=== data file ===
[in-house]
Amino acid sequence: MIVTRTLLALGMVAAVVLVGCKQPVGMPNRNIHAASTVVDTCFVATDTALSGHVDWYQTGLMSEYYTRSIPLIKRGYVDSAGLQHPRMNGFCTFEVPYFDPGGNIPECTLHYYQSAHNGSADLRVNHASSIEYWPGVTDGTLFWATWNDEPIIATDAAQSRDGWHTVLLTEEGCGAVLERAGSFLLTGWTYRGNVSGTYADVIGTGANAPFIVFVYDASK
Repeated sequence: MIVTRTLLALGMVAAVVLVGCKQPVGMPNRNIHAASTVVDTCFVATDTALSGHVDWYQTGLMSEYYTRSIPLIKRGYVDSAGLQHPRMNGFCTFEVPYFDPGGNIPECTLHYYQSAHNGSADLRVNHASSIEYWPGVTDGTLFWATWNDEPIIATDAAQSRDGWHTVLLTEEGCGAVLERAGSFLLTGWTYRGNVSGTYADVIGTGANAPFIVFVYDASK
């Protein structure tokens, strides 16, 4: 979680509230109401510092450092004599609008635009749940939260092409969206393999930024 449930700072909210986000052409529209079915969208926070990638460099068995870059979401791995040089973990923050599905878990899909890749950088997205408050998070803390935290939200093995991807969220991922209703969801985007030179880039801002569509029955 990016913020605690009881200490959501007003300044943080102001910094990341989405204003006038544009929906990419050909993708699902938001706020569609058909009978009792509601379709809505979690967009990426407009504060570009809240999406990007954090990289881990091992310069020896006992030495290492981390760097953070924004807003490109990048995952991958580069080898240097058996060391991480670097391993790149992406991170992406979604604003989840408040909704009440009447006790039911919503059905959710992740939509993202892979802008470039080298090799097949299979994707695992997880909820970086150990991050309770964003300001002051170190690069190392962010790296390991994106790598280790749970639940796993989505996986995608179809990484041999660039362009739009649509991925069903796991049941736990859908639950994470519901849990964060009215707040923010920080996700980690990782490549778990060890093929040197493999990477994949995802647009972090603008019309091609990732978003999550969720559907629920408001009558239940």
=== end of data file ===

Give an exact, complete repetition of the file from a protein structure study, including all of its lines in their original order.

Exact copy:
[in-house]
Amino acid sequence: MIVTRTLLALGMVAAVVLVGCKQPVGMPNRNIHAASTVVDTCFVATDTALSGHVDWYQTGLMSEYYTRSIPLIKRGYVDSAGLQHPRMNGFCTFEVPYFDPGGNIPECTLHYYQSAHNGSADLRVNHASSIEYWPGVTDGTLFWATWNDEPIIATDAAQSRDGWHTVLLTEEGCGAVLERAGSFLLTGWTYRGNVSGTYADVIGTGANAPFIVFVYDASK
Repeated sequence: MIVTRTLLALGMVAAVVLVGCKQPVGMPNRNIHAASTVVDTCFVATDTALSGHVDWYQTGLMSEYYTRSIPLIKRGYVDSAGLQHPRMNGFCTFEVPYFDPGGNIPECTLHYYQSAHNGSADLRVNHASSIEYWPGVTDGTLFWATWNDEPIIATDAAQSRDGWHTVLLTEEGCGAVLERAGSFLLTGWTYRGNVSGTYADVIGTGANAPFIVFVYDASK
């Protein structure tokens, strides 16, 4: 979680509230109401510092450092004599609008635009749940939260092409969206393999930024 449930700072909210986000052409529209079915969208926070990638460099068995870059979401791995040089973990923050599905878990899909890749950088997205408050998070803390935290939200093995991807969220991922209703969801985007030179880039801002569509029955 990016913020605690009881200490959501007003300044943080102001910094990341989405204003006038544009929906990419050909993708699902938001706020569609058909009978009792509601379709809505979690967009990426407009504060570009809240999406990007954090990289881990091992310069020896006992030495290492981390760097953070924004807003490109990048995952991958580069080898240097058996060391991480670097391993790149992406991170992406979604604003989840408040909704009440009447006790039911919503059905959710992740939509993202892979802008470039080298090799097949299979994707695992997880909820970086150990991050309770964003300001002051170190690069190392962010790296390991994106790598280790749970639940796993989505996986995608179809990484041999660039362009739009649509991925069903796991049941736990859908639950994470519901849990964060009215707040923010920080996700980690990782490549778990060890093929040197493999990477994949995802647009972090603008019309091609990732978003999550969720559907629920408001009558239940």